The Nebraska-based energy company Tenaska, Inc. negotiated a deal with state lawmakers this week to run a proposed electricity plant in Taylorville on natural gas instead of coal gasification, and the amended legislation will be called before the House Public Utilities Committee next Thursday.
But environmentalists against the original proposal remain opposed for now – they contend that the new legislation will let Tenaska phase into the more expensive and environmentally risky proposition of converting Illinois’ abundant downstate coal into gas.
“It is kicking the most expensive and dirty parts down the road,” says Jack Darin, director of the Sierra Club Illinois chapter.
The Stop Tenaska’s Overpriced Power, or STOP coalition of business and environmental groups are also against the deal.
Sponsored by State Rep. John Bradley (D-Marion), the new bill lets Tenaska build the equipment for a coal gasification facility, and the language calls for only a resolution, not binding legislation, as to whether the plant would eventually start converting coal to gas.
“They are essentially going to build the entire plant that they envisioned from the outset,” contends Mike Denzler, vice president of the Illinois Manufacturers Association, a member of the STOP coalition.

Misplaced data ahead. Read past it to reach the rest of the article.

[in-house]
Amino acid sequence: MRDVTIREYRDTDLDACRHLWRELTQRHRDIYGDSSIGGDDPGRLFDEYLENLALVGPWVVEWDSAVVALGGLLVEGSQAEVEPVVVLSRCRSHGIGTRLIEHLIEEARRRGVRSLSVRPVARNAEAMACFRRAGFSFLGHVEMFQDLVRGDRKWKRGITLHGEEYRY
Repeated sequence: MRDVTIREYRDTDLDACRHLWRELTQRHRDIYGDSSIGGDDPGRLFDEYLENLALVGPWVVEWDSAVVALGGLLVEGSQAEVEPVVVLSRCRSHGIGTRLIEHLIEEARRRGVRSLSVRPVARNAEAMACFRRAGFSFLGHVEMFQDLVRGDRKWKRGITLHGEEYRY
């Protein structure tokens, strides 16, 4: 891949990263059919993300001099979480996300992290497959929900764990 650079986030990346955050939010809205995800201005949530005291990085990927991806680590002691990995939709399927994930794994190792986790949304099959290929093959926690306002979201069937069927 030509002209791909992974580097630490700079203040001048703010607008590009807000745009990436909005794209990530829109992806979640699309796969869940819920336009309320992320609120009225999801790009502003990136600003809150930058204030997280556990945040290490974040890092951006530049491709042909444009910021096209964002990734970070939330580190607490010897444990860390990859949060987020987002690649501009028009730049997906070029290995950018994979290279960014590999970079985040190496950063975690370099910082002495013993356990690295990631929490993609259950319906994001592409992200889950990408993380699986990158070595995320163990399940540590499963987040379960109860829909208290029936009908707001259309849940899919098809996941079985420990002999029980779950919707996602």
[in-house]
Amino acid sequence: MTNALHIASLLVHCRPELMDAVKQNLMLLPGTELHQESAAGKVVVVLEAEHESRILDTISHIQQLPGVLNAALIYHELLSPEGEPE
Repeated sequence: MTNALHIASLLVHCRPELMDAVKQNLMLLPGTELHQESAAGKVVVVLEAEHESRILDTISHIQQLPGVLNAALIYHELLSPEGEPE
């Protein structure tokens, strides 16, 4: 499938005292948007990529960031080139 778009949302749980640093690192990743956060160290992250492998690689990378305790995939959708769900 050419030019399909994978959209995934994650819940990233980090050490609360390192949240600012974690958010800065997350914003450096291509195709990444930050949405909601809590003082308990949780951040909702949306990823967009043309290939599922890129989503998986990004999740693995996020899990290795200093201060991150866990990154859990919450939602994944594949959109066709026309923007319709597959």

What Tenaska’s plans are, though, if the bill passes the Illinois General Assembly are not entirely clear. Calls to the company’s Omaha headquarters today and a call to bill author Bradley were not immediately returned.
The original legislation proposed a downstate Illinois plant that would sequester underground the carbon dioxide emissions from coal, and convert the coal to gas. The cost of the plant would be passed on to ratepayers: Costs would be capped for residential ratepayers, but not for commercial buildings -- leading some business groups to be the most outspoken opponents of the plan.
The proposal drew a varied set of friends and foes – opponents included Commonwealth Edison, Illinois' top electricity source, and most, but not all, environmental groups. (The Environmental Law and Policy Center, for example, is supportive.) The Illinois AFL-CIO is for the project, as supporters tout the plant potentially creating 2,500 jobs.
The most crucial backer is Senate President John Cullerton (D-Chicago) who shepherded the bill through the Senate last year and steered Tuesday’s negotiations.
The revised deal is estimated to cost ratepayers $1.1 billion over 30 years, instead of $3.5 billion. But the $1.1 billion figure is based on Tenaska sticking with natural gas, which opponents insist will not happen.